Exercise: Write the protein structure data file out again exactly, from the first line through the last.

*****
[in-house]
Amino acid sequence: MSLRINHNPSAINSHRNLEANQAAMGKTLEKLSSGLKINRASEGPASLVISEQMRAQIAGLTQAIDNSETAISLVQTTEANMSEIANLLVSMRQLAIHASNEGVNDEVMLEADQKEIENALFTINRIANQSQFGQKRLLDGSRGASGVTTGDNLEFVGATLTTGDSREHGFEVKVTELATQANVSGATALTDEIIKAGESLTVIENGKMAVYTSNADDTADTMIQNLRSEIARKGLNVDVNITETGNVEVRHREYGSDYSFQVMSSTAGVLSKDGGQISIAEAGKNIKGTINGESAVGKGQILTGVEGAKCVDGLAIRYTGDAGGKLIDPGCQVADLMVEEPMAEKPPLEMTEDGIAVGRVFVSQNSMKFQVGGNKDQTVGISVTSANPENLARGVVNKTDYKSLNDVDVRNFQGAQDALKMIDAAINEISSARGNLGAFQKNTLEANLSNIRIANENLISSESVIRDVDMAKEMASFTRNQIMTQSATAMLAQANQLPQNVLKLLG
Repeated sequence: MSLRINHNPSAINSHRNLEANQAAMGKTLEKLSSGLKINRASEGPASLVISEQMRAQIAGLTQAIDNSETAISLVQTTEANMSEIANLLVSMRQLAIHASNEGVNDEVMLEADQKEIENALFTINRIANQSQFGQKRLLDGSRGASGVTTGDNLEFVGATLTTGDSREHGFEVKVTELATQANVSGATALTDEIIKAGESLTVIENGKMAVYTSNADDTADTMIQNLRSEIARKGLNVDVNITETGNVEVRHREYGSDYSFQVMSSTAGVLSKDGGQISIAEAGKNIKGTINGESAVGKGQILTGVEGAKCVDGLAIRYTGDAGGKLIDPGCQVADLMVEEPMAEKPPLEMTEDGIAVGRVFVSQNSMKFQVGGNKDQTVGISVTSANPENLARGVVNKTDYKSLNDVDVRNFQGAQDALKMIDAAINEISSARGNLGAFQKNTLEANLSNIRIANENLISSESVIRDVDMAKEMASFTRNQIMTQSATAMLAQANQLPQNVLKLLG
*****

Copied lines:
[in-house]
Amino acid sequence: MSLRINHNPSAINSHRNLEANQAAMGKTLEKLSSGLKINRASEGPASLVISEQMRAQIAGLTQAIDNSETAISLVQTTEANMSEIANLLVSMRQLAIHASNEGVNDEVMLEADQKEIENALFTINRIANQSQFGQKRLLDGSRGASGVTTGDNLEFVGATLTTGDSREHGFEVKVTELATQANVSGATALTDEIIKAGESLTVIENGKMAVYTSNADDTADTMIQNLRSEIARKGLNVDVNITETGNVEVRHREYGSDYSFQVMSSTAGVLSKDGGQISIAEAGKNIKGTINGESAVGKGQILTGVEGAKCVDGLAIRYTGDAGGKLIDPGCQVADLMVEEPMAEKPPLEMTEDGIAVGRVFVSQNSMKFQVGGNKDQTVGISVTSANPENLARGVVNKTDYKSLNDVDVRNFQGAQDALKMIDAAINEISSARGNLGAFQKNTLEANLSNIRIANENLISSESVIRDVDMAKEMASFTRNQIMTQSATAMLAQANQLPQNVLKLLG
Repeated sequence: MSLRINHNPSAINSHRNLEANQAAMGKTLEKLSSGLKINRASEGPASLVISEQMRAQIAGLTQAIDNSETAISLVQTTEANMSEIANLLVSMRQLAIHASNEGVNDEVMLEADQKEIENALFTINRIANQSQFGQKRLLDGSRGASGVTTGDNLEFVGATLTTGDSREHGFEVKVTELATQANVSGATALTDEIIKAGESLTVIENGKMAVYTSNADDTADTMIQNLRSEIARKGLNVDVNITETGNVEVRHREYGSDYSFQVMSSTAGVLSKDGGQISIAEAGKNIKGTINGESAVGKGQILTGVEGAKCVDGLAIRYTGDAGGKLIDPGCQVADLMVEEPMAEKPPLEMTEDGIAVGRVFVSQNSMKFQVGGNKDQTVGISVTSANPENLARGVVNKTDYKSLNDVDVRNFQGAQDALKMIDAAINEISSARGNLGAFQKNTLEANLSNIRIANENLISSESVIRDVDMAKEMASFTRNQIMTQSATAMLAQANQLPQNVLKLLG